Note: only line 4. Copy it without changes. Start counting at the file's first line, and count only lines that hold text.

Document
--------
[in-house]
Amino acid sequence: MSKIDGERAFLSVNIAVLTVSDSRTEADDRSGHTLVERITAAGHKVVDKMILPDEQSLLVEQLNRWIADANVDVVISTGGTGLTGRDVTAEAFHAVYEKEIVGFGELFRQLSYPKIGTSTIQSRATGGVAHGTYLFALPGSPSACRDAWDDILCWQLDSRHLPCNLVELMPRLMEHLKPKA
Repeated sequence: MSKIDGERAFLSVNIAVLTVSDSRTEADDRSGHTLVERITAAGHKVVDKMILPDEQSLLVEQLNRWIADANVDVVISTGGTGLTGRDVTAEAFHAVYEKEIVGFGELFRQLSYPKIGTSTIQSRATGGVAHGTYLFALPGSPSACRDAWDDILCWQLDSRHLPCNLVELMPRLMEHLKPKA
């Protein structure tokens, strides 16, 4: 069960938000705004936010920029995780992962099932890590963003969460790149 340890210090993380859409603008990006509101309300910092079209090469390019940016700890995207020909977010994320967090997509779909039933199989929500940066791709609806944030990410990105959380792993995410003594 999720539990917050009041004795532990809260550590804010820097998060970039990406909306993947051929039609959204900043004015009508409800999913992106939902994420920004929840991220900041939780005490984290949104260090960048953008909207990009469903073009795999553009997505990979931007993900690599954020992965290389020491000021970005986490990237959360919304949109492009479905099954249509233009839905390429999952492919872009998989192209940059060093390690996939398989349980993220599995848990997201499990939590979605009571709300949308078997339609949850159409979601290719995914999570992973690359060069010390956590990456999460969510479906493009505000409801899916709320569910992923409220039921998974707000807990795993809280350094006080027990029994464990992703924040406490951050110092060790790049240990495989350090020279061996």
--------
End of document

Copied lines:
């Protein structure tokens, strides 16, 4: 069960938000705004936010920029995780992962099932890590963003969460790149 340890210090993380859409603008990006509101309300910092079209090469390019940016700890995207020909977010994320967090997509779909039933199989929500940066791709609806944030990410990105959380792993995410003594 999720539990917050009041004795532990809260550590804010820097998060970039990406909306993947051929039609959204900043004015009508409800999913992106939902994420920004929840991220900041939780005490984290949104260090960048953008909207990009469903073009795999553009997505990979931007993900690599954020992965290389020491000021970005986490990237959360919304949109492009479905099954249509233009839905390429999952492919872009998989192209940059060093390690996939398989349980993220599995848990997201499990939590979605009571709300949308078997339609949850159409979601290719995914999570992973690359060069010390956590990456999460969510479906493009505000409801899916709320569910992923409220039921998974707000807990795993809280350094006080027990029994464990992703924040406490951050110092060790790049240990495989350090020279061996």